While the GAA is plainly entitled to insist that its facilities are primarily used for Gaelic games, the high profile dispute which has arisen in Co Donegal again indicates an unfortunate lack of flexibility in the association’s rules.
In normal circumstances a 'gay' candidate shouldn't raise an eyebrow of interest in 2019; it certainly isn't a story that should be on the front pages of local newspapers or taking up an hour of time on the Stephen Nolan show.
Trevor Ringland – ‘Honest debate needed on why conflict occurred and who was to blame’ (April 9) – laments that “failure to deal fairly” with the legacy of crown force killings is “poisoning political life”.
A week on from the riots in Derry that took the life of a Belfast woman it is only right that serious reflection is now given to the increase in violence in Northern Ireland, 21 years on from a peace process that was meant to change all our lives.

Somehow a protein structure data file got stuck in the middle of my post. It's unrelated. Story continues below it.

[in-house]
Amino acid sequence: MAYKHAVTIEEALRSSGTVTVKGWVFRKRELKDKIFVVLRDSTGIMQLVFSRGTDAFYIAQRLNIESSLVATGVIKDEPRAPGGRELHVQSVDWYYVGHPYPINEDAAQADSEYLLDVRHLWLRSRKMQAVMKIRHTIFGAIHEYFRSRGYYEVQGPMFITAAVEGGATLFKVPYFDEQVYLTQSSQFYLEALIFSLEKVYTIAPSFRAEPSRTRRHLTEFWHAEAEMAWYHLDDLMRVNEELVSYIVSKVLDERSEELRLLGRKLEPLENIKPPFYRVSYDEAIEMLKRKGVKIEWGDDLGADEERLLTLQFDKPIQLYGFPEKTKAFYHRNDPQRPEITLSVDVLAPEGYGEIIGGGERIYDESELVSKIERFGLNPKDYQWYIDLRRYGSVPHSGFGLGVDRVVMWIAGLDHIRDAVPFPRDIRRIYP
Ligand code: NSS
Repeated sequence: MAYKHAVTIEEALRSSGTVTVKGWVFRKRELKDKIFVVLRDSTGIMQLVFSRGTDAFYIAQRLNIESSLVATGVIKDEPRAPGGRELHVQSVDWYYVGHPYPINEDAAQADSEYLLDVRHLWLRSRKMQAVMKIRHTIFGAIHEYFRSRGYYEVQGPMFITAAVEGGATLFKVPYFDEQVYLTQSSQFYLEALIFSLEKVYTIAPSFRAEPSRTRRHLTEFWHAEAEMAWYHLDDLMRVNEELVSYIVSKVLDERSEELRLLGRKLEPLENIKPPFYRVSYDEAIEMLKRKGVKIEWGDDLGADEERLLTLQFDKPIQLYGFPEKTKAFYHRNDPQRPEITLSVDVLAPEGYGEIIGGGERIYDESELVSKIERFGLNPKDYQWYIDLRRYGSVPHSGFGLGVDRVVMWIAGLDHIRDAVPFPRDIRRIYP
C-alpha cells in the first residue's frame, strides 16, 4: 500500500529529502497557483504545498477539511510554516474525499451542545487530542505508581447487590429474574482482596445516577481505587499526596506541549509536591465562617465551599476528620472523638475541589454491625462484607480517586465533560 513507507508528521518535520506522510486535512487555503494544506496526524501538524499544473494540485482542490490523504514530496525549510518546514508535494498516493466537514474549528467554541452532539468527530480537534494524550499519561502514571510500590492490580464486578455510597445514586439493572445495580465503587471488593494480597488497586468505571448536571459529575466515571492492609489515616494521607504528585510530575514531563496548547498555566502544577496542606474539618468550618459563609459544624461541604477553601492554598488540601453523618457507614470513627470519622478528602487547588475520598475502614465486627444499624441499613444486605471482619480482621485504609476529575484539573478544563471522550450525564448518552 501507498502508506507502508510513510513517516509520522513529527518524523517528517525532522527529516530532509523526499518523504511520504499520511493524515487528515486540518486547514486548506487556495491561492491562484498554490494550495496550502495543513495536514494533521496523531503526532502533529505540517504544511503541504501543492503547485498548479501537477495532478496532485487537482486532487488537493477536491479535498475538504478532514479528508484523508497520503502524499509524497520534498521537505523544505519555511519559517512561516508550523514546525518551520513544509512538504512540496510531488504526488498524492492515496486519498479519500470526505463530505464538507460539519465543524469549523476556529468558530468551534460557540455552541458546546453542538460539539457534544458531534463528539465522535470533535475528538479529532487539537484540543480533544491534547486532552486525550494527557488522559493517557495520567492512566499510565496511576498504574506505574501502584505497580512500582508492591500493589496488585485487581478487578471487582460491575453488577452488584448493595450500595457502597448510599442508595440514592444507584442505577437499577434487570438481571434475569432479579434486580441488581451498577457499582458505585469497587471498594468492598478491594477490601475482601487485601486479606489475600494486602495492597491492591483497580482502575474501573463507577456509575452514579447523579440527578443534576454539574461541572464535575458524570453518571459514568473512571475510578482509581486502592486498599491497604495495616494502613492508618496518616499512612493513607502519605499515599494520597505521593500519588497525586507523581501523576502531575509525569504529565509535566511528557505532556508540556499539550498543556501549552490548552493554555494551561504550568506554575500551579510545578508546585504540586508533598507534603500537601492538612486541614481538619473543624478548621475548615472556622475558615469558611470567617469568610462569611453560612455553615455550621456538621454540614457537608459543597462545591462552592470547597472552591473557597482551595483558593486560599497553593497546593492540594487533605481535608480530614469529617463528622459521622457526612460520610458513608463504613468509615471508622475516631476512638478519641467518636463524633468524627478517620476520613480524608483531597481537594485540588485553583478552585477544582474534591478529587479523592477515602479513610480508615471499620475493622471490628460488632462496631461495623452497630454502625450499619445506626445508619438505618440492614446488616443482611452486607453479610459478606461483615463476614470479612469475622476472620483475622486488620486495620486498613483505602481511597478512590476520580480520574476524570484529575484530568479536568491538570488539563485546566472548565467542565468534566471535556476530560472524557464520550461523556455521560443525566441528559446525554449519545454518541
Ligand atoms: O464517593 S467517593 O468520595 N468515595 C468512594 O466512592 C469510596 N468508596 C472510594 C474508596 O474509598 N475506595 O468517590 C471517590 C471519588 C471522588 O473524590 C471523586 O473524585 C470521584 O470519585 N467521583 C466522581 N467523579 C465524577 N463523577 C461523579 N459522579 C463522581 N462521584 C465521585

It was a ‘homecoming’ like no other, which reached deep into the well of Ireland’s long history of struggle for independence and socialism, and stirred emotions among the Irish diaspora in the US; in the office of Ireland’s president and among the people of Belfast, who played a leading role in that long history.
While the record breaking temperatures have been a welcome bonus for people enjoying a break over the Easter period, the warm and dry weather has unfortunately also brought additional problems for our firefighters who have had to deal with major gorse fires.
After the latest series of defeats suffered by the British prime minister in the House – where her supposed partners-in-arms voted or abstained against all amendments to her propositions for leaving Europe – Theresa May without a hint or an utterance to those same partners turned and reached out to her nemesis in the Labour party Jeremy Corbyn
to try and reach a consensus out of the quagmire she has landed herself in.